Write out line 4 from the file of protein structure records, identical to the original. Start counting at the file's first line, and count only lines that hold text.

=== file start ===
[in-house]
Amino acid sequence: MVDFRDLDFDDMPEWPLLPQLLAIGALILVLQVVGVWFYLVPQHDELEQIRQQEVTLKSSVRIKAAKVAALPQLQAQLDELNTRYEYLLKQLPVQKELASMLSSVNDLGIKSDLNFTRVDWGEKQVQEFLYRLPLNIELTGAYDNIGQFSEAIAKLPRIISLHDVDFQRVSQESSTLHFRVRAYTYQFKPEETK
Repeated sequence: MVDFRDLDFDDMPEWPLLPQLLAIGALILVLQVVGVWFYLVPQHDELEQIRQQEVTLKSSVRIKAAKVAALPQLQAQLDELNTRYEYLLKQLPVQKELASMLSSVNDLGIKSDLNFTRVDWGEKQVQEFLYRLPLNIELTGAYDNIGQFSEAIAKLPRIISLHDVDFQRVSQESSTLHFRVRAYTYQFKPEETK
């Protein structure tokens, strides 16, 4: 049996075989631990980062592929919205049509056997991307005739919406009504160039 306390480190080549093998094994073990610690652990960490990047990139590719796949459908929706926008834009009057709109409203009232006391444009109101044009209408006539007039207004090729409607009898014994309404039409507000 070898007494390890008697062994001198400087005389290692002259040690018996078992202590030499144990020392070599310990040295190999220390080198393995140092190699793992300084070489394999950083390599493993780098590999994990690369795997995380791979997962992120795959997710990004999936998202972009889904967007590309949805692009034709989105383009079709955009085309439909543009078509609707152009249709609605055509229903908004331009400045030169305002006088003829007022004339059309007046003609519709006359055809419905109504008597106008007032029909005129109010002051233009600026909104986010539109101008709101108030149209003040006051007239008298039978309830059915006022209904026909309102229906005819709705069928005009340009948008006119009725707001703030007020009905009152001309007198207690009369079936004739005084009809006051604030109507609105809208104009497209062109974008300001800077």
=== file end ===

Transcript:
């Protein structure tokens, strides 16, 4: 049996075989631990980062592929919205049509056997991307005739919406009504160039 306390480190080549093998094994073990610690652990960490990047990139590719796949459908929706926008834009009057709109409203009232006391444009109101044009209408006539007039207004090729409607009898014994309404039409507000 070898007494390890008697062994001198400087005389290692002259040690018996078992202590030499144990020392070599310990040295190999220390080198393995140092190699793992300084070489394999950083390599493993780098590999994990690369795997995380791979997962992120795959997710990004999936998202972009889904967007590309949805692009034709989105383009079709955009085309439909543009078509609707152009249709609605055509229903908004331009400045030169305002006088003829007022004339059309007046003609519709006359055809419905109504008597106008007032029909005129109010002051233009600026909104986010539109101008709101108030149209003040006051007239008298039978309830059915006022209904026909309102229906005819709705069928005009340009948008006119009725707001703030007020009905009152001309007198207690009369079936004739005084009809006051604030109507609105809208104009497209062109974008300001800077």